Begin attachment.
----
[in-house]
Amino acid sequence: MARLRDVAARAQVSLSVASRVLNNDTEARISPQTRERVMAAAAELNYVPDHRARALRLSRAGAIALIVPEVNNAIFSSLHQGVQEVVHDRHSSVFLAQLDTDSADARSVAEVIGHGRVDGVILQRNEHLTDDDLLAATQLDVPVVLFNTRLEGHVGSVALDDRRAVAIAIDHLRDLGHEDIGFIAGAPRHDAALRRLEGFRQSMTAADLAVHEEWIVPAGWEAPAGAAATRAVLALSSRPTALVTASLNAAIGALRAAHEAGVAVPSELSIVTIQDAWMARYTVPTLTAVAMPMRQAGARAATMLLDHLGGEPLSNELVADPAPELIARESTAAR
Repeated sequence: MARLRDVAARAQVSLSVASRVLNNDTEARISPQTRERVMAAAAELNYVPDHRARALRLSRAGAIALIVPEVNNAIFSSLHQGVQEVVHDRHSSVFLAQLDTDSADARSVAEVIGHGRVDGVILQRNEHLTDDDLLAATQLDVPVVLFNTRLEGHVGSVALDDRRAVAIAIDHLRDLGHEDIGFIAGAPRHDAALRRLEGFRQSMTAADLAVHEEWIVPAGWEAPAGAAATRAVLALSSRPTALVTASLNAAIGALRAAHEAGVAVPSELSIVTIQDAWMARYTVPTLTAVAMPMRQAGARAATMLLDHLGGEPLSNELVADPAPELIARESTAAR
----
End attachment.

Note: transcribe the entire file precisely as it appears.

[in-house]
Amino acid sequence: MARLRDVAARAQVSLSVASRVLNNDTEARISPQTRERVMAAAAELNYVPDHRARALRLSRAGAIALIVPEVNNAIFSSLHQGVQEVVHDRHSSVFLAQLDTDSADARSVAEVIGHGRVDGVILQRNEHLTDDDLLAATQLDVPVVLFNTRLEGHVGSVALDDRRAVAIAIDHLRDLGHEDIGFIAGAPRHDAALRRLEGFRQSMTAADLAVHEEWIVPAGWEAPAGAAATRAVLALSSRPTALVTASLNAAIGALRAAHEAGVAVPSELSIVTIQDAWMARYTVPTLTAVAMPMRQAGARAATMLLDHLGGEPLSNELVADPAPELIARESTAAR
Repeated sequence: MARLRDVAARAQVSLSVASRVLNNDTEARISPQTRERVMAAAAELNYVPDHRARALRLSRAGAIALIVPEVNNAIFSSLHQGVQEVVHDRHSSVFLAQLDTDSADARSVAEVIGHGRVDGVILQRNEHLTDDDLLAATQLDVPVVLFNTRLEGHVGSVALDDRRAVAIAIDHLRDLGHEDIGFIAGAPRHDAALRRLEGFRQSMTAADLAVHEEWIVPAGWEAPAGAAATRAVLALSSRPTALVTASLNAAIGALRAAHEAGVAVPSELSIVTIQDAWMARYTVPTLTAVAMPMRQAGARAATMLLDHLGGEPLSNELVADPAPELIARESTAAR